CELTIC suffered the most humiliating result in the club’s history in this month 24 years ago when they lost 3-1 to Inverness Caley Thistle at Parkhead.

In another CQN EXCLUSIVE series, we look at the fall-out of the inexplicable Scottish Cup exit and examine the games that led up to the catastrophic result – and the welcome transformation that propelled Celtic into a new era.

Here is Part Eight of edited extracts from Celtic author Alex Gordon’s tribute book, ‘The Winds of Change‘, which was published by CQN in 2015.

Please enjoy.

THE gloss was fading and the new era was beginning to look a little tatty around the edges as the impetus of the Dalglish-Barnes Dream Team alarmingly began to wilt.

However, the Head Coach realised he had the perfect opportunity to turn it around if he could inspire his charges to something his predecessors had been unable to do over the previous five years – beat Rangers at Ibrox.

Three days after the tame European exit, Barnes was about to experience his first Old Firm encounter at the home of the club’s deadliest foes on Sunday, November 7.

There had already been tales of unrest in the dressing room, disgruntled players being ordered to take on specific roles they didn’t have the ability to fulfil. Vidar Riseth was continually selected at full-back which didn’t suit the Norwegian, who was brought to the club by Jozef Venglos as a midfield player.

John Barnes was an admirer of Brazil’s flamboyant defender Cafu and demanded Riseth followed his example of bombing down the wing and firing in a stream of crosses.

There was little doubt the Celt possessed an engine to cope with the first part of the task, but he admitted candidly: “I’m probably one of the worst crossers of a ball at the club.”

LOST BHOY…Vidar Riseth was left baffled by John Barnes’ instructions.

Stiliyan Petrov, too, was being asked to do exhaustive work on the right flank and that didn’t complement his style, either.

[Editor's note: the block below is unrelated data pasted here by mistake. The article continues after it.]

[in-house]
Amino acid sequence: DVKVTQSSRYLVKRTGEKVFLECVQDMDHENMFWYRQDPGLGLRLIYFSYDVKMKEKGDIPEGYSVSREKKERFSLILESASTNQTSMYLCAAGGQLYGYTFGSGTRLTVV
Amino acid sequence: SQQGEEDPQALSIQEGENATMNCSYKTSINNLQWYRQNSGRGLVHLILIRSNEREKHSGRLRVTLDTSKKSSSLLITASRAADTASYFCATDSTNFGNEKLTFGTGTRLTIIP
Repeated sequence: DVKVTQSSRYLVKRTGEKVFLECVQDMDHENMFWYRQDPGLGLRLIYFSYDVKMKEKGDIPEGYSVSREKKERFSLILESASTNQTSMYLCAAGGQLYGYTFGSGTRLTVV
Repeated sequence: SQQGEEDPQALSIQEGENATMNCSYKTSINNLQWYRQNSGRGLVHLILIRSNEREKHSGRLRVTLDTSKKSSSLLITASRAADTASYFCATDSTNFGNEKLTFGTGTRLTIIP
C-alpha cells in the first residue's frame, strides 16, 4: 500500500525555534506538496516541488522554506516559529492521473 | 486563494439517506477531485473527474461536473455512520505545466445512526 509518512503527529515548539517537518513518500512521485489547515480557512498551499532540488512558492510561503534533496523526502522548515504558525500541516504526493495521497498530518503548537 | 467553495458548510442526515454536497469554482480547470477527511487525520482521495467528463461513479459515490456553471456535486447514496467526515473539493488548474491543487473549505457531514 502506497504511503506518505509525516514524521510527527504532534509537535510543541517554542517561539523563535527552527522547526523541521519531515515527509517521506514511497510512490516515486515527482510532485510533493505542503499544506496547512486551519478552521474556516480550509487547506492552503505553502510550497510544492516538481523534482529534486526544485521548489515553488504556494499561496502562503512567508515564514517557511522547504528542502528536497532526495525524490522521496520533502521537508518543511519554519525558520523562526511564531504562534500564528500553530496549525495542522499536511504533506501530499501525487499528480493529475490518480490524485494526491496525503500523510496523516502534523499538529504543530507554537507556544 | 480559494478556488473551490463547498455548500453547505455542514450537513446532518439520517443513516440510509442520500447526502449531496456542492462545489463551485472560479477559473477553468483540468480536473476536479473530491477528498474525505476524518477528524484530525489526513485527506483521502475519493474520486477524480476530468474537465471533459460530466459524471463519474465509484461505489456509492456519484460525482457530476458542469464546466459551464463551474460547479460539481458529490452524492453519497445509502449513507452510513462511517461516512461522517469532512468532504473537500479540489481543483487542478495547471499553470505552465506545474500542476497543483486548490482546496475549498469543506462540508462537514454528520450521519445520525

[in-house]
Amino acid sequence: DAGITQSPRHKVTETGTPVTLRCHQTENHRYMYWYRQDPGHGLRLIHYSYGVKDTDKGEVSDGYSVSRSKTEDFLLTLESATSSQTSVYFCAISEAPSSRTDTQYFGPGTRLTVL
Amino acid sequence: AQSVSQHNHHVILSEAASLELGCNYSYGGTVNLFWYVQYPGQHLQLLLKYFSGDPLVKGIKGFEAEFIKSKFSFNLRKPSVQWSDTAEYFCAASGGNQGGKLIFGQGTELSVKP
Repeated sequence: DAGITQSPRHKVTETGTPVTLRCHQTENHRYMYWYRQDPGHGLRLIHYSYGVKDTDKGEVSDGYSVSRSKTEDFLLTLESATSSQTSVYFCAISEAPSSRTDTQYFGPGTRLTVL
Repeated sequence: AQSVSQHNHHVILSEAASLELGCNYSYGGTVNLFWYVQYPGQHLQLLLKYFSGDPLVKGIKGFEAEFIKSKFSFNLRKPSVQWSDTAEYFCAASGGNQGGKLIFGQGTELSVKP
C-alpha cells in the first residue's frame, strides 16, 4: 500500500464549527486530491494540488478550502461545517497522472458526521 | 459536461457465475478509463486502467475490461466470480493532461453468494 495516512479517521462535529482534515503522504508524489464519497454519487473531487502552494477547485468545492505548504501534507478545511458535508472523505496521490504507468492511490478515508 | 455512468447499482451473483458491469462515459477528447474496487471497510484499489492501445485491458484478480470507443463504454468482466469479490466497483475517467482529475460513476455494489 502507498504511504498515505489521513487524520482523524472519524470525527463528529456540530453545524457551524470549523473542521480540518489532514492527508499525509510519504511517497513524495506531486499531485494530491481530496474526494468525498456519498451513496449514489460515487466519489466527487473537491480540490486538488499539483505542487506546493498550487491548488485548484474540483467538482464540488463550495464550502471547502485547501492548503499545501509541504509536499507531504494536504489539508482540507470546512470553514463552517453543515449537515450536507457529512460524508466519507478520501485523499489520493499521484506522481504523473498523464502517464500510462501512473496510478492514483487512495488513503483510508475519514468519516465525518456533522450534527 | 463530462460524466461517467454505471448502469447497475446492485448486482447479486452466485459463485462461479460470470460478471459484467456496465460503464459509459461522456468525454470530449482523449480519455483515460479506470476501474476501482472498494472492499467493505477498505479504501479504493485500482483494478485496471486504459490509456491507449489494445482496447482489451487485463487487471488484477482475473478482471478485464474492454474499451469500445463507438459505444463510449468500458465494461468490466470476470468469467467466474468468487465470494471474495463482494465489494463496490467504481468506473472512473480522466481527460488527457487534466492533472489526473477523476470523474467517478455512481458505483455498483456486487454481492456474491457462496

Craig Burley insisted his natural game was being marginalised as he was deployed in a more withdrawn role with extra defensive duties which nullified the goal threat that had gone such a long way to helping the club to the Premier League title triumph in Wim Jansen’s solitary year.

When he scored his late goal against Kilmarnock, he followed the ball over the line and again hammered it viciously into the net. There were no celebrations. As he trotted back up the pitch, Burley looked across to Barnes as if to say: “There are a lot more like that if you play me in the correct position and give me my freedom.”

I doubt if those were his exact thoughts, but you get the drift. However, Barnes persisted. And at Ibrox he paid a heavy price.

Celtic, after leading 2-1 just before the interval, capitulated 4-2 and were bossed around during a clueless second-half. Foolishly, Ian Wright had said pre-match that the rival defenders would be scared of his reputation. If that was the case, no-one noticed.

UP IN ARMS…Ian Wright and Eyal Berkovic celebrate one of the Israeli midfielder’s double at Ibrox.

The 36-six-year-old rarely figured and was fortunate to last all of 75 minutes before being withdrawn and replaced with Mark Burchill. Alas, the contest was over by that point. There was to be no stirring fightback on this occasion.

Dick Advocaat obviously noticed the same flaw as the Lyon coach because he deployed Jonatan Johansson, a fleet-footed Finnish attacker, to raid in between Jackie McNamara and Alan Stubbs on the right and Riseth and Olivier Tebily on the left.

In the early moments it almost paid off with a goal. Johansson spotted the gap between Riseth and Tebily, raced into empty space and collected the ball before driving a vicious angled shot high past Jonathan Gould. His effort smashed against the underside of the crossbar and, such was the ferocity of the shot, it bounced all the way out for a shy on the other wing.

Gould, who had looked cocky and assured under Wim Jansen and Jo Venglos, was struggling to maintain that form with Barnes in the dug-out. That was highlighted when he gifted Rangers the opening goal in the 19th minute.

The defence couldn’t deal with a simple long throw-in from the left by Jorg Albertz and Gabriel Amato outjumped the immobile Riseth to turn a feeble header towards goal. It was

a routine pick-up for the keeper, but, horribly, Gould fumbled the ball and, as it broke loose, Johansson was in quickly to turn it over the line.